Straight tax talk
IT is interesting to read the range of comments on Julia Gillard’s carbon tax versus John Howard’s GST.
Ms Gillard, Mr Swan and Mr Combet’s endeavours to give their carbon tax proposal some legitimacy by claiming they are only doing what John Howard did with the GST, is as deceptive as Ms Gillard’s promise not to have a carbon tax.
Labor’s main claim in likening their carbon tax to Mr Howard’s GST is that Mr Howard broke a promise never to have a GST and negotiated with the Democrats to have the GST legislation passed. This is a d e l i b e r a t e d e c e p t i o n b y Gillard and Co.
John Howard did promise not to have a GST in 1995 when he became Leader of the Opposition.
His statements in 1995 should be read and understood. May 2, 1995 ( doorstop interview) – Howard: No, there’s no way that a GST will ever be part of our policy. Journalist: Never ever? Howard: Never ever. It’s dead. It was killed by the voters at the last election.
December 11, 1995 ( Radio 2NC): ‘‘ Can I look you straight in the eye and say this, that if I state before an election that we’re not going to do something and say it in concrete terms, I mean it. One of the worst things about politics in WHAT MANDATE?: Julia Gillard and Labor have not been totally honest in their handling of the carbon tax proposal Australia at the moment is that the public doesn’t believe what political leaders say.’’
Mr Howard always believed in a GST and that Australia needed to broaden its tax base. He also believed in 1995 that you could never win an election with a GST policy hence it could never be party policy.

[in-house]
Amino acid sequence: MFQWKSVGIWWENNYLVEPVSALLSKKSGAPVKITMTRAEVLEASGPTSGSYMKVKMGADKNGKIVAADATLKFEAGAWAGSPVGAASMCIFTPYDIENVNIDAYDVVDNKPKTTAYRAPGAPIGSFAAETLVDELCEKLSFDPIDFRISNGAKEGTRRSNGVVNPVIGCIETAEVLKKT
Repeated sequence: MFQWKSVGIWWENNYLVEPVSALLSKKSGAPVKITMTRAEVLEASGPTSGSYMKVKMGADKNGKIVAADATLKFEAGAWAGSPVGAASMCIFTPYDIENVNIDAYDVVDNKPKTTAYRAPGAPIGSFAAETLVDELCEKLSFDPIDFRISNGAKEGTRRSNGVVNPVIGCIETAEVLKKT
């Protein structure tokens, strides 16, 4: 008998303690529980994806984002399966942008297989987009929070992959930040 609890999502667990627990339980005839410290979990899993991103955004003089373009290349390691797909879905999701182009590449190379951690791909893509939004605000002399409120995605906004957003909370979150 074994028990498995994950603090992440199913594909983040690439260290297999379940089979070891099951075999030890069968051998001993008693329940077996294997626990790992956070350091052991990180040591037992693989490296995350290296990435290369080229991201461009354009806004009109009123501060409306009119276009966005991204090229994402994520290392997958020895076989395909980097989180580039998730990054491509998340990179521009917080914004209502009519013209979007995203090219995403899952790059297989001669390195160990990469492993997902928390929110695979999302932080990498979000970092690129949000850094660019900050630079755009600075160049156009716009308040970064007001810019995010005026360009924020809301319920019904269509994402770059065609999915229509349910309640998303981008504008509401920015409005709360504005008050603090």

Before the 1998 election Mr Howard had decided that the need for a GST outweighed the political risk of going to an election with a GST policy.
He won the election and a mandate to implement the GST. Despite Mr Howard having a mandate, Labor continued its opposition and Mr Howard was forced to reach a deal with the Democrats.
Ms Gillard was elected to the parliament at this election and voted against the GST.
To Labor’s shame, and Ms Gillard’s shame, their refusal to acknowledge that Mr Howard had a mandate resulted in a forced compromise with the Democrats that meant an unnecessarily complex GST and the states being able to break their commitment to scrap many state taxes. In 2001, Labor again tried to win the el ecti on promising a GST rollback. Fortunately they failed. The impact of the GST should not be underestimated. The GST was a significant contributor to Australia surviving the GFC in good condition.
If our economy had predominantly relied on a narrow income tax base, we would have had more serious problems.
Income tax receipts crashed during the GFC but the GST income held and allowed the states to maintain their indiv i d ual e c o nomies wit hout draining the federal coffers.
For Gillard and Co. to liken the current event to Mr Howard’s GST, they should have displayed some courage as he did, by declaring before the 2010 election that they supported a carbon tax.
Gillard and Co claim that it is essential we have a price on carbon, it is the right thing to do etc . . . when did they come to this conclusion? The day after the 2010 election?
If they always believed in a carbon tax, why did Ms Gillard promise no carbon tax and why did her ministers support her promise?
If Ms Gillard wants to liken herself to John Howard and his stance on the GST, she must defer the carbon tax to the 2013 election, then announce details of her carbon tax policy or go to an election now.